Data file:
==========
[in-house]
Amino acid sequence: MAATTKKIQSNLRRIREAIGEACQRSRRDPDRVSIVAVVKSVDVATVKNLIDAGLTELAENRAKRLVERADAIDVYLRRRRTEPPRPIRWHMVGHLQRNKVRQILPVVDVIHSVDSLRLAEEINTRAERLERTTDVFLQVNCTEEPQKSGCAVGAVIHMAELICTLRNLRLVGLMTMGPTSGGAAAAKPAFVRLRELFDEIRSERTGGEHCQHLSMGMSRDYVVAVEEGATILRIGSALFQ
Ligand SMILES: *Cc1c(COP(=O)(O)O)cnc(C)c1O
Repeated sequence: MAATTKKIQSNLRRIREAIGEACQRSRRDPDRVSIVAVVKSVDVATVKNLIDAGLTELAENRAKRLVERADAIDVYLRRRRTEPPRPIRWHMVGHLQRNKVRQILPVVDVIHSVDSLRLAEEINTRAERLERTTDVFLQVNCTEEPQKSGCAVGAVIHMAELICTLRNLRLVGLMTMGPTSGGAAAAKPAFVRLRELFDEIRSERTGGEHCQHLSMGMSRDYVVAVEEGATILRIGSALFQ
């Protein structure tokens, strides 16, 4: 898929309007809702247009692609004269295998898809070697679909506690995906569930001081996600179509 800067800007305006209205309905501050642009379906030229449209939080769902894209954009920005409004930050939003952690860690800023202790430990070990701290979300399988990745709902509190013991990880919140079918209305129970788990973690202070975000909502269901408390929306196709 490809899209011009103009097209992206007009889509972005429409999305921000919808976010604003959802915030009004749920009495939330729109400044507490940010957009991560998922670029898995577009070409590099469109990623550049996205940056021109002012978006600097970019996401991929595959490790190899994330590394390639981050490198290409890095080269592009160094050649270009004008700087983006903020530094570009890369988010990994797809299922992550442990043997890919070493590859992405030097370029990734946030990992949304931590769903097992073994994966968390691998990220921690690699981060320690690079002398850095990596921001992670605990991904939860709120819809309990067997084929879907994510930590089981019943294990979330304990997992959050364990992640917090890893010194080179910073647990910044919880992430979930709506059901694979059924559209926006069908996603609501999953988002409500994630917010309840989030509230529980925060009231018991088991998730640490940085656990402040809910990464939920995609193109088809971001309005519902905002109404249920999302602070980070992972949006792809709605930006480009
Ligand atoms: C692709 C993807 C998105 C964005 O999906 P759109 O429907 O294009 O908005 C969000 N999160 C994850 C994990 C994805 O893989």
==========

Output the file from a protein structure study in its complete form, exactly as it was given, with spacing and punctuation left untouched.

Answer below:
[in-house]
Amino acid sequence: MAATTKKIQSNLRRIREAIGEACQRSRRDPDRVSIVAVVKSVDVATVKNLIDAGLTELAENRAKRLVERADAIDVYLRRRRTEPPRPIRWHMVGHLQRNKVRQILPVVDVIHSVDSLRLAEEINTRAERLERTTDVFLQVNCTEEPQKSGCAVGAVIHMAELICTLRNLRLVGLMTMGPTSGGAAAAKPAFVRLRELFDEIRSERTGGEHCQHLSMGMSRDYVVAVEEGATILRIGSALFQ
Ligand SMILES: *Cc1c(COP(=O)(O)O)cnc(C)c1O
Repeated sequence: MAATTKKIQSNLRRIREAIGEACQRSRRDPDRVSIVAVVKSVDVATVKNLIDAGLTELAENRAKRLVERADAIDVYLRRRRTEPPRPIRWHMVGHLQRNKVRQILPVVDVIHSVDSLRLAEEINTRAERLERTTDVFLQVNCTEEPQKSGCAVGAVIHMAELICTLRNLRLVGLMTMGPTSGGAAAAKPAFVRLRELFDEIRSERTGGEHCQHLSMGMSRDYVVAVEEGATILRIGSALFQ
């Protein structure tokens, strides 16, 4: 898929309007809702247009692609004269295998898809070697679909506690995906569930001081996600179509 800067800007305006209205309905501050642009379906030229449209939080769902894209954009920005409004930050939003952690860690800023202790430990070990701290979300399988990745709902509190013991990880919140079918209305129970788990973690202070975000909502269901408390929306196709 490809899209011009103009097209992206007009889509972005429409999305921000919808976010604003959802915030009004749920009495939330729109400044507490940010957009991560998922670029898995577009070409590099469109990623550049996205940056021109002012978006600097970019996401991929595959490790190899994330590394390639981050490198290409890095080269592009160094050649270009004008700087983006903020530094570009890369988010990994797809299922992550442990043997890919070493590859992405030097370029990734946030990992949304931590769903097992073994994966968390691998990220921690690699981060320690690079002398850095990596921001992670605990991904939860709120819809309990067997084929879907994510930590089981019943294990979330304990997992959050364990992640917090890893010194080179910073647990910044919880992430979930709506059901694979059924559209926006069908996603609501999953988002409500994630917010309840989030509230529980925060009231018991088991998730640490940085656990402040809910990464939920995609193109088809971001309005519902905002109404249920999302602070980070992972949006792809709605930006480009
Ligand atoms: C692709 C993807 C998105 C964005 O999906 P759109 O429907 O294009 O908005 C969000 N999160 C994850 C994990 C994805 O893989």